I found my way up a series of escalators, through several corridors, and into a closet posting as a movie theatre, which made my skin crawl upon entering. A few oversized chairs draped in dirty red fabric were scattered with no particular design around the floor, facing a wall from which a crooked sheet hung, which was actually the screen. Black paint was chipping off all the walls and two or three bare light bulbs in studio reflectors hung from the ceiling.

The film began and quickly got down to horse riding and spear throwing, and for the first several minutes alternated between what I assumed were battles from the past, and present scenes of a woman serving tea to her husband, screwing him, then saying goodbye as he went off to teach schoolchildren somewhere.
Soon after, as she was alone one night, a man frightfully appears in her garden, and she serves him tea.

He is some kind of ghost and as they sit he tells his own story, which lasts the rest of the movie. He is riding through the forest one day trying to shoot a pig, then he hears a girl playing the flute, so he captures her, ties her up, and marries her.

After the wedding, for some reason, while she is serving him tea, he puts her hand in a spear and tries to stab himself with it, then flees to a monastery, shaves his head, and abandons her. But she dutifully shows up every day while he prays and brings him tea, until he smashes the kettle, she cuts her hands cleaning up the mess, and then they are in love again, so she lives in a grass hut outside the monastery and brings him stuff every day and he approves by smiling very slightly.

Finally one day his father is injured by a hurled spear (in the same scene from the beginning of the movie) and brought to his son, who holds him as he gurgles blood and dies, much to his son’s dismay. The attackers then show up outside the walls, the man’s wife shouts something at them, which apparently was a bad idea, because the man slaps her and points his gun at her; and she then helps him pull the trigger and blast her to oblivion.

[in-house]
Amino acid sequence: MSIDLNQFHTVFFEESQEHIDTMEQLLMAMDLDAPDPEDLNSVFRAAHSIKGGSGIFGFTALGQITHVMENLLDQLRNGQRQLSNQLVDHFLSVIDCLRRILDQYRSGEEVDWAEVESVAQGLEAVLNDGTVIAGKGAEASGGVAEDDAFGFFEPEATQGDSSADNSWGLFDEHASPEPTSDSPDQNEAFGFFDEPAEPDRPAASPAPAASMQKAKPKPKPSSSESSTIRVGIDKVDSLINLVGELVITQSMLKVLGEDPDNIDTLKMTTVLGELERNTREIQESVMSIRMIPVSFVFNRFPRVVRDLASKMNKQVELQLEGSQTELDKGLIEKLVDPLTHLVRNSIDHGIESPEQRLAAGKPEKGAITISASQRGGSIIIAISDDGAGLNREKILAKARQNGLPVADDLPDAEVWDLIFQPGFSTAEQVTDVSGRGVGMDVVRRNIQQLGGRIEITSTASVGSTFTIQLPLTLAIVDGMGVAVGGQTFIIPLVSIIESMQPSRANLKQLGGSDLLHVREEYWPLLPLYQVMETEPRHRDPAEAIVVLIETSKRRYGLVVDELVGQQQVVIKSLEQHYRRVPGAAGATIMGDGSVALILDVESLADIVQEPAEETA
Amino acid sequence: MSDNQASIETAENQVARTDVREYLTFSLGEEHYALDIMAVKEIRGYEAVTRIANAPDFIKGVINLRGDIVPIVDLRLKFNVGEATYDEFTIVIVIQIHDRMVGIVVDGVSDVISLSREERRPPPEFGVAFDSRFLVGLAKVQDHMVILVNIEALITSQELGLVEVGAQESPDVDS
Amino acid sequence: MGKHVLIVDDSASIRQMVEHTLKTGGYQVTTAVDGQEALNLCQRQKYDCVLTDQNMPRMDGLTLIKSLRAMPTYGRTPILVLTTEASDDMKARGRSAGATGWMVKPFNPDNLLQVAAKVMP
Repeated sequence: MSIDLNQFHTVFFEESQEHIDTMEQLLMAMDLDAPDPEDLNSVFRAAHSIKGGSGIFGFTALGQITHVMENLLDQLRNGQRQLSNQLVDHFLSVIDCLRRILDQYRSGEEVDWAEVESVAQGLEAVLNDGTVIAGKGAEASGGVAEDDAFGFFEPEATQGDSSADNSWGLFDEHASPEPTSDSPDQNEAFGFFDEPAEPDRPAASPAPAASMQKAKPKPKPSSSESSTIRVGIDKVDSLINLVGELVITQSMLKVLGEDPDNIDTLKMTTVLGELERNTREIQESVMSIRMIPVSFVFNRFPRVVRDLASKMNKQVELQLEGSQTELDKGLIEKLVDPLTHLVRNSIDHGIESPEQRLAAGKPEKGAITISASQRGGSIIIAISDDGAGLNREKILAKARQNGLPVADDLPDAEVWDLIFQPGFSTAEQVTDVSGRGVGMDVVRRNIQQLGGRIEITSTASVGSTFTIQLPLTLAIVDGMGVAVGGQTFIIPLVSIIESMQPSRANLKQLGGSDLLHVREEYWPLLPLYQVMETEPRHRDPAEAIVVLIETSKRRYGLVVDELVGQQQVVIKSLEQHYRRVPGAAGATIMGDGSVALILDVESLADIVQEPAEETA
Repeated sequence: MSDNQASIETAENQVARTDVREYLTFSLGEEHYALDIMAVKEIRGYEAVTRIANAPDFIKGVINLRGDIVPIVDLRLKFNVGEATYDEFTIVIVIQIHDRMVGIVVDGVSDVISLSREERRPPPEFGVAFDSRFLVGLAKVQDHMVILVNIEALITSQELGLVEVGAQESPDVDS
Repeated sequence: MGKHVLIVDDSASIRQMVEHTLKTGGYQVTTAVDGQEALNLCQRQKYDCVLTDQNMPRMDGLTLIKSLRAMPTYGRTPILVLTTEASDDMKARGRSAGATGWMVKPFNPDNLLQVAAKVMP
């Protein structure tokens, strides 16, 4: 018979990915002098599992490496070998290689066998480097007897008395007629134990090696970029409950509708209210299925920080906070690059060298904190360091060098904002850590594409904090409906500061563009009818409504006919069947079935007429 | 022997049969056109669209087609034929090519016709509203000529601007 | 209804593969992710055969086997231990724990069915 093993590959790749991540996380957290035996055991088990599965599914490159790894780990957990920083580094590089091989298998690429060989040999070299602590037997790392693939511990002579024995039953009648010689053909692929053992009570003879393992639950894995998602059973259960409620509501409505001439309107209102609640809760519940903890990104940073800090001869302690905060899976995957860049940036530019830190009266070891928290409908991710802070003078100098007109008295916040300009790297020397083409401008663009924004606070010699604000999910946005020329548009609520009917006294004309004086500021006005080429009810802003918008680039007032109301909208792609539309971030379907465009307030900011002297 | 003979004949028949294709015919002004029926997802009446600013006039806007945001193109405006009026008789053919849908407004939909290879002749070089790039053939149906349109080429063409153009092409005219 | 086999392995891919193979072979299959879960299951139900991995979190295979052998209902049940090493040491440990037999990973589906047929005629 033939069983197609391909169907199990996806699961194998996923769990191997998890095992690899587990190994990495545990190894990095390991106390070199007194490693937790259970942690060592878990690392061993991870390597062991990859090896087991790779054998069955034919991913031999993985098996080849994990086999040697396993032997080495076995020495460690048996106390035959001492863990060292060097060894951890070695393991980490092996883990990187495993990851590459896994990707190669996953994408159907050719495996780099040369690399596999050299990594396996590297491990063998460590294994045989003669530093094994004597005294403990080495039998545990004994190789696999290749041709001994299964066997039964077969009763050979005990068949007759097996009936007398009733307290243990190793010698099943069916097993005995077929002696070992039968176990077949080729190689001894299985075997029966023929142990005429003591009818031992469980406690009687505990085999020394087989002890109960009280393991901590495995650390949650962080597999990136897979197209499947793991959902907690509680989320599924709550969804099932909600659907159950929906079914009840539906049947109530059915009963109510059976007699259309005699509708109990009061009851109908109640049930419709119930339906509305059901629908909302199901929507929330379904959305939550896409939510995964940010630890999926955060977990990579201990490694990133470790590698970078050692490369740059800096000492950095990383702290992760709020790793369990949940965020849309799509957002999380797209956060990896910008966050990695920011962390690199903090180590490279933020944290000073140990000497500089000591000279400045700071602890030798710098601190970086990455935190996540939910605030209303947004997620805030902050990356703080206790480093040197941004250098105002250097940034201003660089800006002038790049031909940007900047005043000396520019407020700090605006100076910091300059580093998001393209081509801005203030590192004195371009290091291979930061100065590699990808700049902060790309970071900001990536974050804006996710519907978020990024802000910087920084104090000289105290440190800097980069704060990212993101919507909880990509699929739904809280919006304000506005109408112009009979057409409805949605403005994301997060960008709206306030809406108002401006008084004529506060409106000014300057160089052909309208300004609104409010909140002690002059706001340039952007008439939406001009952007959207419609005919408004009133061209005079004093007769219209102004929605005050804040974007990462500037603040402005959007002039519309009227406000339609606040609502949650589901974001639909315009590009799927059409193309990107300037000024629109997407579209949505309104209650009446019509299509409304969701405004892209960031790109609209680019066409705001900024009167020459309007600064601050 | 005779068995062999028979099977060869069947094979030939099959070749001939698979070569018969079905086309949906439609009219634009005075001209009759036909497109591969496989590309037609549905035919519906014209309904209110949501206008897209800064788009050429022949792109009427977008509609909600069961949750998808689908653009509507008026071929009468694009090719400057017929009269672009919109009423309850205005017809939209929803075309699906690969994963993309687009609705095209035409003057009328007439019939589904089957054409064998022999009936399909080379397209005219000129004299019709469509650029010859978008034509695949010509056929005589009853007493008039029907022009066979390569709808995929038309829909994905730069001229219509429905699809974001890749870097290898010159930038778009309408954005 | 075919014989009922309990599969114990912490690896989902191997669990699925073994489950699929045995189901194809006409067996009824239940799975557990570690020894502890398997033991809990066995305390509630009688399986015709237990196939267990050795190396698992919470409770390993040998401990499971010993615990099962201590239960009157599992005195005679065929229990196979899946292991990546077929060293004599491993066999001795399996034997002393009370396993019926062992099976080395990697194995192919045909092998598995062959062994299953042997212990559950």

The man is then killed by the attackers who burst through the walls with spears and torches. So the ghost finishes telling this awful story, and disappears, leaving the woman who was screwing the school teacher earlier to look in the mirror and discover the monk’s dead wife staring back at her.

So my trip to the cinema was fascinating, despite the obvious confusion at watching a film in Mandarin, and the inconvenience of a grimy theatre, the picture was very well done, with gorgeous costumes, landscapes, sets, convincing battle scenes, and what appeared to be decent acting. I might like to see it again with subtitles, but I caught the lesson that cinema is such a visual medium, it can and should be entertaining regardless of the language. If the job is done right, the picture will convey the story without telling it to you, as the first silent films did.

At any rate, I found it a worthy alternative to stopping in one of the discos, which feature military policeman guarding the doors, in case anyone attempts to have fun, I presume, or visiting “Karaoke TV” which I understand is a thinly veiled front for prostitution.